Fuel costs give utility customers break

by | Apr 2, 2024

State regulators approved a plan to reduce Florida Power & Light customers’ monthly bills due to lower-than-expected natural gas costs, while Duke Energy Florida and Tampa Electric plan similar cuts but also propose base rate increases for 2025-2027 to fund infrastructure and service improvements.

State regulators Tuesday approved a plan that will trim Florida Power & Light customers’ monthly bills because of lower-than-expected natural gas costs, while Duke Energy Florida and Tampa Electric Co. said they will seek similar reductions.

Meanwhile, Duke and Tampa Electric separately filed proposals that would increase base electric rates from 2025 to 2027. The proposals will kickstart complicated months-long processes that will include the Florida Public Service Commission and representatives of consumers and business customers examining the details.

With little discussion, the Public Service Commission approved FPL’s plan to reduce customers’ bills starting in May because of the lower-than-expected fuel costs.

FPL and other utilities rely heavily on natural gas to fuel power plants, and gas prices have been volatile in recent years. When gas prices surge, increased costs are passed along to customers; when prices drop, customers get a break in their bills.

The FPL plan will save customers about $662 million, with a relatively small portion of that, $37 million, related to resolving fuel costs from 2023, an FPL filing at the commission said.

“Anytime we have the opportunity to give money back to customers, that is great,” Mark Bubriski, director of state regulatory relations for FPL, said. “That’s more money for our economy. It helps our communities, and for FPL, that’s really important.”

Utilities typically use a benchmark bill of residential customers who consume 1,000 kilowatt hours of electricity a month. FPL has two sets of rates because of a merger with the former Gulf Power.

Customers in the former Gulf Power region in Northwest Florida who use 1,000 kilowatt hours in a month will pay $135.38 starting in May, down from $143.08 in April, according to the Public Service Commission. Such customers in other areas will pay $121.19 in May, down from $128.88 in April.

Other FPL bill reductions also began taking effect this month because of the end of storm-related costs that had been passed along to customers. Those reductions and the fuel-related reductions are expected to combine to save about $14 on 1,000-kilowatt hour residential bills, according to the utility.

Meanwhile, Tampa Electric said it asked the commission Tuesday to approve reducing customer bills in June because of lower-than-expected fuel costs. The utility said in a news release that the proposal would lead to about $137 million in savings for consumers, with 1,000-kilowatt hour residential bills decreasing by about $7 a month.

Similarly, Duke said it expects this month to file a proposal at the commission to reduce customer bills because of fuel costs. While full details were not released, Duke said the reductions could happen as soon as June or July and save more than $5 a month for residential customers who use 1,000 kilowatt hours of electricity.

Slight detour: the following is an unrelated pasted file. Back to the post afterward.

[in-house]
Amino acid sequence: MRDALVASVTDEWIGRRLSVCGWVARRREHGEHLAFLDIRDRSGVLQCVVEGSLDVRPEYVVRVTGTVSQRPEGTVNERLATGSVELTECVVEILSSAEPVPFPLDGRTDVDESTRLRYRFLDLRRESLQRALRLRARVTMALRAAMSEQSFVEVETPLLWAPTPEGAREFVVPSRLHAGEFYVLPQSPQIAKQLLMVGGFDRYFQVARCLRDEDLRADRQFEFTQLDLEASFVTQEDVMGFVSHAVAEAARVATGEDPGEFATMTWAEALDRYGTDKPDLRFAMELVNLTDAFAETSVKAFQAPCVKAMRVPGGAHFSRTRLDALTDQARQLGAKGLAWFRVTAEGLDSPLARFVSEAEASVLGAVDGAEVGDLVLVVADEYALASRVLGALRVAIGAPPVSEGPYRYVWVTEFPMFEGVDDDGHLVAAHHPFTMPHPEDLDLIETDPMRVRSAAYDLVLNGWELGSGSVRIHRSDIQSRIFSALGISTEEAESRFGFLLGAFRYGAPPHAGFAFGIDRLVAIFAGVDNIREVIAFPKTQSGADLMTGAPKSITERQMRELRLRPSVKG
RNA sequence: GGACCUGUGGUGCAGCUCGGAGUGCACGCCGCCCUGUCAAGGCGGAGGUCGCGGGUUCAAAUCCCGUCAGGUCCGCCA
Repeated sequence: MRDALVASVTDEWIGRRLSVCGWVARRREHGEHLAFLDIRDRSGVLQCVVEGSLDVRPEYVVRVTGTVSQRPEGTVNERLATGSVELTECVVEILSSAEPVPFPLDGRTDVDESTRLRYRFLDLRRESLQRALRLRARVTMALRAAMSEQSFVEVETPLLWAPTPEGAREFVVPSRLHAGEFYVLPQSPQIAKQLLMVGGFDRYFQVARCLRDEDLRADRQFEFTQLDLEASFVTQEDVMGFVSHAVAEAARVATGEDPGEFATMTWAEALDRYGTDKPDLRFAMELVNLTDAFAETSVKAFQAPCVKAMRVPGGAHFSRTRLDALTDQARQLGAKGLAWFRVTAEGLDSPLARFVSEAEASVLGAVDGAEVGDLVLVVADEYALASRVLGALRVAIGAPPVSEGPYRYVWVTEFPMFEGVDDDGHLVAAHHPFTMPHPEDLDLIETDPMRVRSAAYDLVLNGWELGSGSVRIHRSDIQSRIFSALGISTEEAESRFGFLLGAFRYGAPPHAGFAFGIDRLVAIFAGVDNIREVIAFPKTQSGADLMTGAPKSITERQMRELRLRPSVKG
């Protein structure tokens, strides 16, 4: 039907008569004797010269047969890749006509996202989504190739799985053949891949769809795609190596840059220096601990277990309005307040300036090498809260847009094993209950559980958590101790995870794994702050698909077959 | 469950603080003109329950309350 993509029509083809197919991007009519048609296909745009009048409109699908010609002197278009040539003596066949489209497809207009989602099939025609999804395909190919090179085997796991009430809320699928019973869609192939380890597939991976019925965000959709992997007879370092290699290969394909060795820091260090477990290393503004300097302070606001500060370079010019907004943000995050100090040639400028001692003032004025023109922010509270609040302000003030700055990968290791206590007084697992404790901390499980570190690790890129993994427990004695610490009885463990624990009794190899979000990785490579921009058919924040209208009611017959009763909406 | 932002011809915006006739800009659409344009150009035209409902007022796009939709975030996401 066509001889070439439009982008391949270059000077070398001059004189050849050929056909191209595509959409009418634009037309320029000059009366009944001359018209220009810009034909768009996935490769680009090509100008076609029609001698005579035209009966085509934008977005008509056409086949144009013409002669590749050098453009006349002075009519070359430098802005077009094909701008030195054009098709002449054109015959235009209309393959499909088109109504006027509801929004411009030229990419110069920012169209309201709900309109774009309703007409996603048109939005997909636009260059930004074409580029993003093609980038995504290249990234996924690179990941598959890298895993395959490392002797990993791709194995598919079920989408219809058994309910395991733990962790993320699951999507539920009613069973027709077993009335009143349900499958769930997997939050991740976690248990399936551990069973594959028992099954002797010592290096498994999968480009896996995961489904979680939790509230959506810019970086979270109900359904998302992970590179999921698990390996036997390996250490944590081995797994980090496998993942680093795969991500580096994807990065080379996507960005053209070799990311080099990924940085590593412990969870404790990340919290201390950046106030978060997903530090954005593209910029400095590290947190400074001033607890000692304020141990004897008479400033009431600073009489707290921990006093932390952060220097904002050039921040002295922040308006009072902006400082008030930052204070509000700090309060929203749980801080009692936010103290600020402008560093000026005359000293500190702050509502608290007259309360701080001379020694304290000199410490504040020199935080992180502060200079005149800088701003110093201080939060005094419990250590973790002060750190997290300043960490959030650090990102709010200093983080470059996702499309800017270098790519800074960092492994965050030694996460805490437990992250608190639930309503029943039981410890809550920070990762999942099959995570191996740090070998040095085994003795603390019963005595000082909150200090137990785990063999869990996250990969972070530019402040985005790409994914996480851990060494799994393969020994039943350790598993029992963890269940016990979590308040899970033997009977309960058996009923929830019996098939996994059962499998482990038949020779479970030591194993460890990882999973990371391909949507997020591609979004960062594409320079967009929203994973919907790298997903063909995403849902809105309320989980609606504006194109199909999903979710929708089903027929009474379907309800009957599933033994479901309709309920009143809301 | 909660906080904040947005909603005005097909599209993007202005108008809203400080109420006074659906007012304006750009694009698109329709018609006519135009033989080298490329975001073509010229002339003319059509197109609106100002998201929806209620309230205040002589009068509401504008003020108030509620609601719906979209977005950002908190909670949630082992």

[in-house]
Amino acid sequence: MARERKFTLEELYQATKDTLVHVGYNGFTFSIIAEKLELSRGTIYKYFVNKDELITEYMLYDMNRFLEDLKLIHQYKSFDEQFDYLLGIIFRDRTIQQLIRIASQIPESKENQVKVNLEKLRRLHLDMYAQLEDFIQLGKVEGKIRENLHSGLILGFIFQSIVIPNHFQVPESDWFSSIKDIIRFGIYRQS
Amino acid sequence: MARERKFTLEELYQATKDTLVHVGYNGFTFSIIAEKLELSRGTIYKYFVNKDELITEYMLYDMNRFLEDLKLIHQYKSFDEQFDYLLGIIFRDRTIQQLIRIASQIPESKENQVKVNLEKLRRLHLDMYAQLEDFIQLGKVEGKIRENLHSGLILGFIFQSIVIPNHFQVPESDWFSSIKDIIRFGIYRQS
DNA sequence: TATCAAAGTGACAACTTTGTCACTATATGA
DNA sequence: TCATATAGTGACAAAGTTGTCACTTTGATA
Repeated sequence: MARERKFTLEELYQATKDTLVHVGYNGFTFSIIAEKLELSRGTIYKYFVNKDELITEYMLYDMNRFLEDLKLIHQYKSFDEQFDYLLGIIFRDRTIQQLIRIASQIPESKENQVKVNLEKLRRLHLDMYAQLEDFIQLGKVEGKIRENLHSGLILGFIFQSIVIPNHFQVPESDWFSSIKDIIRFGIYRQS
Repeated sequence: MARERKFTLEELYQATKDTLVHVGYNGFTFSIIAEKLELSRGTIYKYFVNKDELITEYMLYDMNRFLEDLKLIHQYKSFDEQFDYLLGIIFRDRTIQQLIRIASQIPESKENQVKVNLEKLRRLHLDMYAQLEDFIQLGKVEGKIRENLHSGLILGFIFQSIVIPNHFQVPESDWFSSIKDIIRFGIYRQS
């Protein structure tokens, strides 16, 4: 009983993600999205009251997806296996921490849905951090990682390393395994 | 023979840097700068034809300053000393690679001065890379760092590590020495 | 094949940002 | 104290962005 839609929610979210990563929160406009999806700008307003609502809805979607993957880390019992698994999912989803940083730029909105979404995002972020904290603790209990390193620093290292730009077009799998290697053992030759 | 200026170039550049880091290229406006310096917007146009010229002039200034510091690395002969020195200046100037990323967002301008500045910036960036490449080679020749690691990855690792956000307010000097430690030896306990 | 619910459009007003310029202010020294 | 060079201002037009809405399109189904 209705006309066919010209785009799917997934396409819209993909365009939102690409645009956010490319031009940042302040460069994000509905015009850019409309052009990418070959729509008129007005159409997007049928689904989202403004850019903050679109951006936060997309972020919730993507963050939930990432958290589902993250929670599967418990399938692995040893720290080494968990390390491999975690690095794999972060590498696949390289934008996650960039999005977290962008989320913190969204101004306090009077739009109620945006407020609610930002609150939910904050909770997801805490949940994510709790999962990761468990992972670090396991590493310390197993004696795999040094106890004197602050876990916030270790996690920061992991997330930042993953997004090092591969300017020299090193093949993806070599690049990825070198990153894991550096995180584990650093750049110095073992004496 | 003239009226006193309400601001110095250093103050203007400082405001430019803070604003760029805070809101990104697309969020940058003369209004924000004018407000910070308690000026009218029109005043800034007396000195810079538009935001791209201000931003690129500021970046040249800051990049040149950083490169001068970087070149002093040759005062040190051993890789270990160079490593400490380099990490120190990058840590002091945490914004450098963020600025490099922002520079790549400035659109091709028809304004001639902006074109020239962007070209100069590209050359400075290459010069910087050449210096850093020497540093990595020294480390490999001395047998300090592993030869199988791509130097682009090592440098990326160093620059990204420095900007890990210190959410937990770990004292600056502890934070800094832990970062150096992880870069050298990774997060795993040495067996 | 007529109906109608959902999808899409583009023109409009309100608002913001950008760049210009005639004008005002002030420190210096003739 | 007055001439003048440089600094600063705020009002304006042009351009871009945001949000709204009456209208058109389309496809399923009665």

Monthly utility bills are made up of a combination of factors, with base rates and fuel costs the largest. Other costs include such things as expenses for environmental projects and temporary charges for storm recovery and preparation.

Duke and Tampa Electric said early this year that they would seek increased base rates and followed up Tuesday by filing three-year proposals.

Under its proposal, Duke would increase base rates by $593 million in 2025, $98 million in 2026 and $129 million in 2027. The proposal said the rate increases would help pay for such things as adding 14 solar-energy facilities and to make investments to continue “providing customers with reliable, clean, and cost-efficient service.”

“Despite DEF’s (Duke Energy Florida’s) efforts to minimize costs, DEF must request a rate increase from the Florida Public Service Commission,” Melissa Seixas, Duke’s state president, said in testimony filed with the proposal. ”DEF understands the impact that requesting a base rate increase has on our customers and it is not something that the company takes lightly, as we know customers trust us to manage our costs and spend what is necessary to provide the safe and reliable service they depend on. However, to maintain this level of service, DEF must request an increase.”

While base rates would increase, Duke said customer bills would actually be lower in January 2025 than they were in January 2024. That is because other costs, such as expenses related to storm recovery and purchasing power from other sources, will drop off customers’ bills at the end of 2024.

Tampa Electric’s proposal had not been posted on the Public Service Commission website as of Tuesday morning. But the company said in a Feb. 1 filing that it wanted to increase rates by $290 million to $320 million in 2025. It would increase the rates by an additional $100 million in 2026 and $70 million in 2027, according to the filing.

“We are fortunate to serve such a fast-growing region of the country,” Archie Collins, president and chief executive officer of Tampa Electric, said in a prepared statement Tuesday. “As the demands on the electrical grid are changing rapidly, our job is to prepare for the future in a manner that is seamless for customers. We are committed to making meaningful investments that help us to keep up with growth, increase power plant efficiency and reduce outages. This rate request will allow us to continue delivering the value that our customers expect, while keeping rates as low as possible.

— News Service broadcast journalist Mike Exline contributed to this report.


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